Coventry Health Care ranked third among companies delivering bad customer experiences, according to a new survey from customer experience research and consulting firm Temkin Group.
The survey of 10,000 U.S consumers also found health plans have much room for improvement when it comes to responding to a bad experience. More than 30 percent of customers said health plans did a poor job recovering from a bad experience, while only 17 percent said they delivered good service recovery.
Temkin Group looked at recent consumer interactions with 268 companies across 19 industries. The health plan industry included Aetna, Anthem (BCBS), Blue Shield of California, CareFirst (BCBS), Cigna, Coventry Health Care, Empire (BCBS), Health Net, Highmark (BCBS), Humana, Kaiser Permanente, Medicaid, Medicare, TriCare and UnitedHealthcare.
During the previous six months, Coventry Health Care delivered bad experiences to 21 percent of its customers, according to the survey. Seventeen percent of Empire (BCBS) customers had a bad experience in the past six months, followed by 15 percent of Cigna customers, and 13 percent of customers at both Medicaid and Health Net.
However, the survey noted that bad experiences and service recovery efforts minimally affect the spending patterns of health insurance consumers, due to the contractual nature of the business. Only 23 percent of health plan customers reduced or stopped spending after a bad experience, while 28 percent decreased their spending after a health plan's poor response to a bad experience.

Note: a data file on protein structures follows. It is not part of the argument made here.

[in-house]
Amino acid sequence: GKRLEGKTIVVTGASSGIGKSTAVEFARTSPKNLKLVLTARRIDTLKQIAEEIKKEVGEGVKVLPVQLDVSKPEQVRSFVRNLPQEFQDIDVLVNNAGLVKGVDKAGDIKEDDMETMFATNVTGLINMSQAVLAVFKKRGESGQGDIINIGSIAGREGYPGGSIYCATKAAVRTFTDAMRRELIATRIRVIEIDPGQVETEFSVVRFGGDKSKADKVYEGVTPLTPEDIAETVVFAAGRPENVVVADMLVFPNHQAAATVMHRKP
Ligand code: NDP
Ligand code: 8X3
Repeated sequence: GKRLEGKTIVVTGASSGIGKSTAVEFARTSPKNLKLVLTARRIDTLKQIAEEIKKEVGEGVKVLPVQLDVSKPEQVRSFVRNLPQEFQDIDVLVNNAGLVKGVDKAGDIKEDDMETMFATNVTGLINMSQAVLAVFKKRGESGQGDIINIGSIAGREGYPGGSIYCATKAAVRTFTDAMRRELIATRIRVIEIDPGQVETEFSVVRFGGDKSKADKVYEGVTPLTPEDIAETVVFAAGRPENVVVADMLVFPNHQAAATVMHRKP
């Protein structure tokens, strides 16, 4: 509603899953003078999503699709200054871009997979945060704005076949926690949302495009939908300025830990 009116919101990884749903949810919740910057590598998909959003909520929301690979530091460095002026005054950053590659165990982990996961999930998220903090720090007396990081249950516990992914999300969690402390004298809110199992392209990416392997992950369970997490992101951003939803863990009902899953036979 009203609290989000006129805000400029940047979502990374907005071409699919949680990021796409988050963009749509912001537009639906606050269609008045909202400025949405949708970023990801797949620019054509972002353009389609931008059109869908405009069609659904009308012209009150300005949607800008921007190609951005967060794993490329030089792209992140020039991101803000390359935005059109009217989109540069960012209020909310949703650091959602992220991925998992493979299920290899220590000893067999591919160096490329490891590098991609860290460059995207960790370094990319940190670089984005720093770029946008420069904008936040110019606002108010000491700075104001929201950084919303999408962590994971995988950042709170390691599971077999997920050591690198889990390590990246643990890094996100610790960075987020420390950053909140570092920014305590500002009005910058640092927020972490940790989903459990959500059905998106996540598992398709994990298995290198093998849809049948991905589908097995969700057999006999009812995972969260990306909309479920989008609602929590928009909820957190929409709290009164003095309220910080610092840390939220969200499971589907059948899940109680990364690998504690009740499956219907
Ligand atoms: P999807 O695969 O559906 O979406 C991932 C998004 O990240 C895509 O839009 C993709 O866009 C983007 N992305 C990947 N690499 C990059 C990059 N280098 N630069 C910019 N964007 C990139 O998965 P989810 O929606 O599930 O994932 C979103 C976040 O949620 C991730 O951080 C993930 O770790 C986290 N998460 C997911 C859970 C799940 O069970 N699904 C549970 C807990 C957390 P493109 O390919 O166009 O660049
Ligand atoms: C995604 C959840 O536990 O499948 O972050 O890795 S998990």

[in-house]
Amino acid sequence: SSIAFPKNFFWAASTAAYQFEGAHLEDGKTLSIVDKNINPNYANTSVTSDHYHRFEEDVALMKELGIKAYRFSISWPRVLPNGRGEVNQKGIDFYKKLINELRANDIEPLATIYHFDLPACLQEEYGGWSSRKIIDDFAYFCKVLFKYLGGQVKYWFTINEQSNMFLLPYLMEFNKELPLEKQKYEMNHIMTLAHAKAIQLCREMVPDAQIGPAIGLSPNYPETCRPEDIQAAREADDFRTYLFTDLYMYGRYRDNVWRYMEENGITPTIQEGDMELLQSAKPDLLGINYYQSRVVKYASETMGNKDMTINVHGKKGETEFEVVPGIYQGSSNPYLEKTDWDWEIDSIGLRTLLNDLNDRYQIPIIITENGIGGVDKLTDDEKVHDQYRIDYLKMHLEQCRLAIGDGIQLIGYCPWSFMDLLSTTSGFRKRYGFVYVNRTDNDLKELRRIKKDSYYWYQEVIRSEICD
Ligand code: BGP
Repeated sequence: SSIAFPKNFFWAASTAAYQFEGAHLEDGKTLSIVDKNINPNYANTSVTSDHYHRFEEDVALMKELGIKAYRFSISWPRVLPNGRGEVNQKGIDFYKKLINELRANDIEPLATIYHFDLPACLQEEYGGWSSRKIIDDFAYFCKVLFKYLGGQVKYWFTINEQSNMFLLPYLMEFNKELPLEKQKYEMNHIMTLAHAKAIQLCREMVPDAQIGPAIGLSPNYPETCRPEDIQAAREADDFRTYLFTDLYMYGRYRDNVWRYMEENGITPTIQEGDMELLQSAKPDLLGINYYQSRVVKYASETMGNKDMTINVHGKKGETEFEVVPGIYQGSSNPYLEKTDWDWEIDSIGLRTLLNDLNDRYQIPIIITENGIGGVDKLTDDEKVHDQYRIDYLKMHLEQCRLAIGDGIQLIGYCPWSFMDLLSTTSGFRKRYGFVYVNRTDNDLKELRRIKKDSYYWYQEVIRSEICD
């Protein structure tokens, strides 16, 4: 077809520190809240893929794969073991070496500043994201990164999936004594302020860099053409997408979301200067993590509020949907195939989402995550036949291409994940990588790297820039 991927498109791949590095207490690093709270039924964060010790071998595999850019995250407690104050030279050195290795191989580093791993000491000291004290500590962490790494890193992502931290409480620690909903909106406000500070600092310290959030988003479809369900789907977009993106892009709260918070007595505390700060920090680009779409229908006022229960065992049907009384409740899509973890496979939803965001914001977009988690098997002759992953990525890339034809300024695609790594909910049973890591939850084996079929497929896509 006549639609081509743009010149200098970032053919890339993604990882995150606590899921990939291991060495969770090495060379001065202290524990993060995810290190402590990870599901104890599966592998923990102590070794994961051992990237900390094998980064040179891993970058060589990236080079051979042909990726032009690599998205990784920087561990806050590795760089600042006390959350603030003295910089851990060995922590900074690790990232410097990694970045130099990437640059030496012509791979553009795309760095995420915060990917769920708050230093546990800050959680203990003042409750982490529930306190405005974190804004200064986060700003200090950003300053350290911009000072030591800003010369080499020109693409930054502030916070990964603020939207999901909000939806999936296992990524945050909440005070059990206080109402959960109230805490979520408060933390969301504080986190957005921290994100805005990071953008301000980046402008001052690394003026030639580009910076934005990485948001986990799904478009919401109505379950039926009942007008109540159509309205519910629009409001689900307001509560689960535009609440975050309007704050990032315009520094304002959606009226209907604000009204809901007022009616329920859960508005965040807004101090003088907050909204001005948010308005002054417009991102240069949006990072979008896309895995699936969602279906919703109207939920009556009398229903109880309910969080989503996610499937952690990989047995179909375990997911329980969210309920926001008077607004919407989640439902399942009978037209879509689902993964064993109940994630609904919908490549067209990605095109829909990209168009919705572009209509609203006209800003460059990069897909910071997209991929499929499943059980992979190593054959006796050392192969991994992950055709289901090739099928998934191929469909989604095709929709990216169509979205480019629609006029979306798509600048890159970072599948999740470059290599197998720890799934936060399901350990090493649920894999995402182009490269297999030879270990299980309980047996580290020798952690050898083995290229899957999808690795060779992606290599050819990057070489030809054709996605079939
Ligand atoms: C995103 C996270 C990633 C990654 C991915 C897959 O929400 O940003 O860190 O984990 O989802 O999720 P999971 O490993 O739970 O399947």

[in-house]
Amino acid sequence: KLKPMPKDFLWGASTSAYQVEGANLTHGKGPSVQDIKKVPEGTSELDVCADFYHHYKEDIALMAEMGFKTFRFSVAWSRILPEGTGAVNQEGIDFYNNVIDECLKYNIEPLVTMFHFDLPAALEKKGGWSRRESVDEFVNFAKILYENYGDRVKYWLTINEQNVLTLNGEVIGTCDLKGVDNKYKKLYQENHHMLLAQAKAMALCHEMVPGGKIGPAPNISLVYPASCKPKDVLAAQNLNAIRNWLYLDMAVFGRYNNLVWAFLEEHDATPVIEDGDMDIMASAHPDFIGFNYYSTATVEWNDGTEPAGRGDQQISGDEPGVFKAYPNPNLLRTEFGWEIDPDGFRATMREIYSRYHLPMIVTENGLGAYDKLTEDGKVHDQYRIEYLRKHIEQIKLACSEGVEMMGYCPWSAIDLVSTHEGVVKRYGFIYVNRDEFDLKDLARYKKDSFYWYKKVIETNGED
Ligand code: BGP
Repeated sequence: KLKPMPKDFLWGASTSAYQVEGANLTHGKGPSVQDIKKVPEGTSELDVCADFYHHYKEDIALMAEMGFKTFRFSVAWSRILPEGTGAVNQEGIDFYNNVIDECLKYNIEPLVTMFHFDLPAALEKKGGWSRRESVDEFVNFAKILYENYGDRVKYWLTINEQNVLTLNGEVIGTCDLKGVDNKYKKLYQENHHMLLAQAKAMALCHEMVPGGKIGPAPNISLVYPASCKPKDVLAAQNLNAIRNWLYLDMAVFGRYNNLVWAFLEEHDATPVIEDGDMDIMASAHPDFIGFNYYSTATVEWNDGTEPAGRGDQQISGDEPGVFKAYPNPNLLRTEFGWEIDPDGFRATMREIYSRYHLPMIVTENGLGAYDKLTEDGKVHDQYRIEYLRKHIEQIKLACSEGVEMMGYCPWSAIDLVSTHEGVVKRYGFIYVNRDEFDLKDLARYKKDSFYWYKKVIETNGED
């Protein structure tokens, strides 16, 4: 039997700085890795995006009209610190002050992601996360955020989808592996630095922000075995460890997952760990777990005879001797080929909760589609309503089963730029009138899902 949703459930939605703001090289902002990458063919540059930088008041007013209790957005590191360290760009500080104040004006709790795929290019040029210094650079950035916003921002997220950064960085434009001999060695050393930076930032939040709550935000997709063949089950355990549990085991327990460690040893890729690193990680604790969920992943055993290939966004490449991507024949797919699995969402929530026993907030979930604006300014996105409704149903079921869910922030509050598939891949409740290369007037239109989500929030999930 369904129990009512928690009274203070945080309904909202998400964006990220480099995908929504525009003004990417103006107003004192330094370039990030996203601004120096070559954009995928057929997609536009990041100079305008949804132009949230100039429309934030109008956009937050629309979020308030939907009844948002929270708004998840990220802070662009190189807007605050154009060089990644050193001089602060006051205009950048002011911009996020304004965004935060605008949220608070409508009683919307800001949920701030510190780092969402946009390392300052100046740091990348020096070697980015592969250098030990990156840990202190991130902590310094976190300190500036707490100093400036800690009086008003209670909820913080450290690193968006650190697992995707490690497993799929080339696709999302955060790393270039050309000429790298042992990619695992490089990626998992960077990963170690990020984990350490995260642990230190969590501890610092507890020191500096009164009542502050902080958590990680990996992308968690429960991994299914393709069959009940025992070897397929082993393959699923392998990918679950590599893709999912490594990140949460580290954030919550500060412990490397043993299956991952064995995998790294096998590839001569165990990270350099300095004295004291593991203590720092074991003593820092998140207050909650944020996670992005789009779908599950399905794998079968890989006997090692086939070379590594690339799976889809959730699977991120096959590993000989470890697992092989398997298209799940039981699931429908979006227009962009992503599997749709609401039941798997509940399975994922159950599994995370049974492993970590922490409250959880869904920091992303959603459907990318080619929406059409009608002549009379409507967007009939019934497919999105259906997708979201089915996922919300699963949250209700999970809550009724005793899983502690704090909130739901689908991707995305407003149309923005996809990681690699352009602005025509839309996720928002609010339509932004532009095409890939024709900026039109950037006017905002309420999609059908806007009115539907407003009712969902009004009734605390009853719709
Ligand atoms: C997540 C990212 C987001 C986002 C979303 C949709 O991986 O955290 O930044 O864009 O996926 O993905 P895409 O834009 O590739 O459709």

Noting that companies hear more about bad experiences than good ones, the survey revealed major biases in customer feedback. But Humana bucked the trend, with more of its customers reporting good experiences than bad experiences.
Although health plans are less likely to see a drop in customer spending than other industries, the study said they should recognize that good service recovery efforts can help mitigate a bad experience. Now, more than ever, insurers must learn how to respond effectively after problems occur, as they continue to experience waves of Affordable Care Act -related complaints coming from customers who struggle to enroll in or use new health insurance coverage.
And as more consumers reach out to insurers through social media sites to complain, insurance companies should follow several rules for what not to do when responding to negative customer feedback, including adding fake positive reviews to counterbalance a negative one or attacking the consumer with an overly emotional response, as FierceHealthPayer previously reported.
- here's the survey announcement